Use Vision, Understanding, Clarity and Agility as a foresight tool to help better understand best directions forward by taking out all the noise and complexity we deal with on a daily basis. We might begin to see and shape new, positive futures that we can all impact. (Photo credit for above image: Designed by Freepik)
In our May 24th article “When it comes to sustainable packaging, embrace the fear,” Bob Lilienfeld and I recognized that the future has and always will involve change, fear, uncertainty and risks. We ended with: "Face your fear. Admit that change is coming. Welcome it. And use it to prognosticate, invigorate, motivate and innovate. Remember: Your most valuable asset doesn’t operate between your factory walls. It operates between your ears. Use it well and use it wisely."
But because facing fear is easy for a few, and more difficult for most, we thought we’d better consult with our experts regarding “How.” So, I turned to PTIS, my consulting firm, and spoke with Michael Richmond, Ph.D. He and I have leveraged foresight, futurists, and led over half a dozen multi-client “Future of Packaging” programs over the past 20 years.
Mike says, “It’s all about VUCA. Bad VUCA and Good VUCA.”
When I introduced Mike to Bob, he said, “Okay, Mike. What the heck is VUCA?”
VUCA is an acronym that originated in the 1990s U.S. Army War College—describing our present state of Volatility, Uncertainty, Complexity and Ambiguity, further complicated by the internet, transparency and globalization, to name a few factors. This is Bad VUCA.
In helping more than 50 leading packaging value chain clients, Richmond recognized that, leveraging foresight, we can shape a Good VUCA: full of Vision, Understanding, Clarity and Agility. Like scenarios, Good VUCA can be used as a foresight tool to help departments, organizations and companies better understand best directions forward by taking out all the noise and complexity we deal with on a daily basis.
For 20 years, we have worked with Leading Futurists and others to bring new strategic thinking, processes and tools into the world of packaging—leveraging their expertise, and them leveraging ours. Together, we have collaborated to build strategies and roadmaps for our clients based on foresight. The great Louis Pasteur said, “Chance favors the prepared mind.”
One of the most underutilized tools in the corporate world is “scenario planning,” described in a 2008 Economist article as, "… a structured way for organizations to think about the future. A group of executives sets out to develop a small number of scenarios—stories about how the future might unfold and how this might affect an issue that confronts them.”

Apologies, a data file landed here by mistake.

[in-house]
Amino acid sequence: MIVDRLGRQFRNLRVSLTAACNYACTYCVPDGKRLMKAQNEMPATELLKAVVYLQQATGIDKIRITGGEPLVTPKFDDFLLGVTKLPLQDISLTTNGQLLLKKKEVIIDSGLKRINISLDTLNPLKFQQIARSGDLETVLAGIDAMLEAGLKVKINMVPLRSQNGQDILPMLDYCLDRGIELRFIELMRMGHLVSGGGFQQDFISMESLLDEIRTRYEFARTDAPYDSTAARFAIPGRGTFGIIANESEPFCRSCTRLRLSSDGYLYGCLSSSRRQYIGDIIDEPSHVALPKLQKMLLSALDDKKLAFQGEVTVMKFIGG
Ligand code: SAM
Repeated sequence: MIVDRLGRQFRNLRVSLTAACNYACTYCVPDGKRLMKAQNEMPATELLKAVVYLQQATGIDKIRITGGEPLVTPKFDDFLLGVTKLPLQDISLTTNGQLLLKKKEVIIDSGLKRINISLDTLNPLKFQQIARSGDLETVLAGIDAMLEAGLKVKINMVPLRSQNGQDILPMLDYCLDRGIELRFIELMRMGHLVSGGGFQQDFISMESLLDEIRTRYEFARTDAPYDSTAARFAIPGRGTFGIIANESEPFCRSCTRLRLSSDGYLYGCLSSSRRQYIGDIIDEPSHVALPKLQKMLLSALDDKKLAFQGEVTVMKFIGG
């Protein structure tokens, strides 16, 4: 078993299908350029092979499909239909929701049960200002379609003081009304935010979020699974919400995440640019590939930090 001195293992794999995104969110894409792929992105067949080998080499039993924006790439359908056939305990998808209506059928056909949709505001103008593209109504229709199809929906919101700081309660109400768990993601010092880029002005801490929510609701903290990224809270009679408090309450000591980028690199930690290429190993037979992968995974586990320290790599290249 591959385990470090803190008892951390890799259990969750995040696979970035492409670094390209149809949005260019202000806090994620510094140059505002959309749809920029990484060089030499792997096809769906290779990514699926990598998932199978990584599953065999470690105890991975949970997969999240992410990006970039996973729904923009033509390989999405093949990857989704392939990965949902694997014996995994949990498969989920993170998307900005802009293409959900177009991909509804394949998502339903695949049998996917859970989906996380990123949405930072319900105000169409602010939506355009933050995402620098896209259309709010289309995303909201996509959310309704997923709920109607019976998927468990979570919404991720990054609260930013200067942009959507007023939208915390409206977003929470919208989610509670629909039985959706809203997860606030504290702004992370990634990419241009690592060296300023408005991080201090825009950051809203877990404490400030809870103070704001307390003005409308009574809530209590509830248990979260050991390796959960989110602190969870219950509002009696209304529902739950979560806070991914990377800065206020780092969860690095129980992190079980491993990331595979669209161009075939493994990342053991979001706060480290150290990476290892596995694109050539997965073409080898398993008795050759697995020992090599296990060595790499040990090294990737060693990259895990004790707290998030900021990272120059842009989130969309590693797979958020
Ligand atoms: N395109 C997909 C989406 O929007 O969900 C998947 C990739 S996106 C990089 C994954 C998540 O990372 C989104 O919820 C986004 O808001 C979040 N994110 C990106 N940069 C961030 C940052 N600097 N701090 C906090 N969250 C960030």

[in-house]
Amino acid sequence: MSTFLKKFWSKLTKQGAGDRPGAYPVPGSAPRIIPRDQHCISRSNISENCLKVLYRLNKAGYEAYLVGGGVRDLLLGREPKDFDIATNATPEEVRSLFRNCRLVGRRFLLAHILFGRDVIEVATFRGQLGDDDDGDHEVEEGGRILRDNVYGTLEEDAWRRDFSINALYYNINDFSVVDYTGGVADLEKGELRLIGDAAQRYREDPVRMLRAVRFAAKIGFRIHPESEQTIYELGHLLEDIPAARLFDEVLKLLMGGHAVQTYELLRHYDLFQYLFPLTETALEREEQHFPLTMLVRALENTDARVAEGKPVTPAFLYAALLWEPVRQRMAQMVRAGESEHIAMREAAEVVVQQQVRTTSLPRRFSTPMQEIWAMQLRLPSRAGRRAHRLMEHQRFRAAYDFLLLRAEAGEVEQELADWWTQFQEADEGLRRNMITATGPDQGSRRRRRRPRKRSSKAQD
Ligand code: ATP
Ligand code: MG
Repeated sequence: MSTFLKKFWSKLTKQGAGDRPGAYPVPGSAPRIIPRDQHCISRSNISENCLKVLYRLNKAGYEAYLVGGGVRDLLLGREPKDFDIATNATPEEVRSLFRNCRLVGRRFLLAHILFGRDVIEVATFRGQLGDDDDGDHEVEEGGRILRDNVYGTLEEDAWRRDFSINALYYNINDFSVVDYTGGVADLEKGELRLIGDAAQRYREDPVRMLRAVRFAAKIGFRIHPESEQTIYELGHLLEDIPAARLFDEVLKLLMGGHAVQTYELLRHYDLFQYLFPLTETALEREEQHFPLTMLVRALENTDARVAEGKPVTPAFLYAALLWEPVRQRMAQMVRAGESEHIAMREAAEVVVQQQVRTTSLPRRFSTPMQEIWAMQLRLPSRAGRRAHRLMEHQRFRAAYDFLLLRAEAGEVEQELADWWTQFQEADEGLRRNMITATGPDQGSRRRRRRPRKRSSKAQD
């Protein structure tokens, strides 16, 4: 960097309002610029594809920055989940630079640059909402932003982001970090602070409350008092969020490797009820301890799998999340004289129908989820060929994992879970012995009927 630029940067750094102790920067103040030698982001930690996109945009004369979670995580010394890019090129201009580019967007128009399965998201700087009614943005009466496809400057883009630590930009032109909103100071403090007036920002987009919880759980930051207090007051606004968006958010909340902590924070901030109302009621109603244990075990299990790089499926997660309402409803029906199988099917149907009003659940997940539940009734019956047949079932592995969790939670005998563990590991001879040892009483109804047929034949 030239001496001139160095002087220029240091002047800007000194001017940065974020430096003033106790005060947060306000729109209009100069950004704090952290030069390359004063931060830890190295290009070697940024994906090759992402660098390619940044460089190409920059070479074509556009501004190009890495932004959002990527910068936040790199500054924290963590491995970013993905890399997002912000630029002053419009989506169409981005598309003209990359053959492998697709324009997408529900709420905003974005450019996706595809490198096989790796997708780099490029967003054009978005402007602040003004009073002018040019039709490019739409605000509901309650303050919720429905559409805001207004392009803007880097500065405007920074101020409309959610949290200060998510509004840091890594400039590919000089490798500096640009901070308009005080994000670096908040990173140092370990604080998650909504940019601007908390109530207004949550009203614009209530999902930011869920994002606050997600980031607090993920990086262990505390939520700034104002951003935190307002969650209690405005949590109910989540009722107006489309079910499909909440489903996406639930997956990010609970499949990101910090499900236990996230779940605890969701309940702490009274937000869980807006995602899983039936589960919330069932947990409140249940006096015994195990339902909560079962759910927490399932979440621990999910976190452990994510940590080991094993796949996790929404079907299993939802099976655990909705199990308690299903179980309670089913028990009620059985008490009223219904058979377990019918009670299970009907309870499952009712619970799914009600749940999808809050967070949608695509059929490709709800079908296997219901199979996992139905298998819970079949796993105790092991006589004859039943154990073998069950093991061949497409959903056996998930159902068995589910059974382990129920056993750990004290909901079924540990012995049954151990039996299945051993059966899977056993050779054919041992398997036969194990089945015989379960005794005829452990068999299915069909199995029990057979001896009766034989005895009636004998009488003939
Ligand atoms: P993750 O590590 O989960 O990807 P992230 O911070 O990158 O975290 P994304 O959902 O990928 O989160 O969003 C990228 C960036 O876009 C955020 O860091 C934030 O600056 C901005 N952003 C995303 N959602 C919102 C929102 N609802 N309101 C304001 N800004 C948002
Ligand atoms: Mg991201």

Leading Futurists’ principle John Mahaffie describes an “official future” as one that we seldom consider. Shaped by our past and present, nobody can predict it. However, we can apply a range of informed assumptions about the future and create stories, looking at what might happen. We can then develop a set of implications, contingencies and milestones that might suggest we are, or are not, moving towards that potential future. Using this knowledge and insight, you can then build roadmaps that can take us into the future with much less risk.
Who wouldn’t want that?
If we look at all of the “worst case” scenarios that represent our fears, and begin planning to counteract them, much of the fear, uncertainty and risk begins to look manageable. We might even begin to see and shape new, positive futures that we can all impact.
What if we can create packaging that…
• Focuses on solving food waste?
• Creates new, high profit ecommerce value chains?
• Is built of new, more sustainable materials, demonstrating Circular Economy and Sustainable Materials Management?
Okay, take a deep breath, generate a sigh of relief and say…Maybe it isn’t so bad. My future and all of our futures might, in fact, be great, if we channel our bad VUCA energy into new good VUCA energy, and set out to make positive change.
Drop me a line, and let’s talk about turning your Bad VUCA into Good VUCA.
Brian Wagner is a senior director at AMERIPEN, helping the packaging industry shape and benefit from the future. His 30-year professional career as an entrepreneurial business and technical leader spanned Packaging Technology Integrated Solutions (co-founder of PTIS), Kellogg’s, Sara Lee, Multiform Desiccants, Carton-Craft Corp., Burger King and General Foods.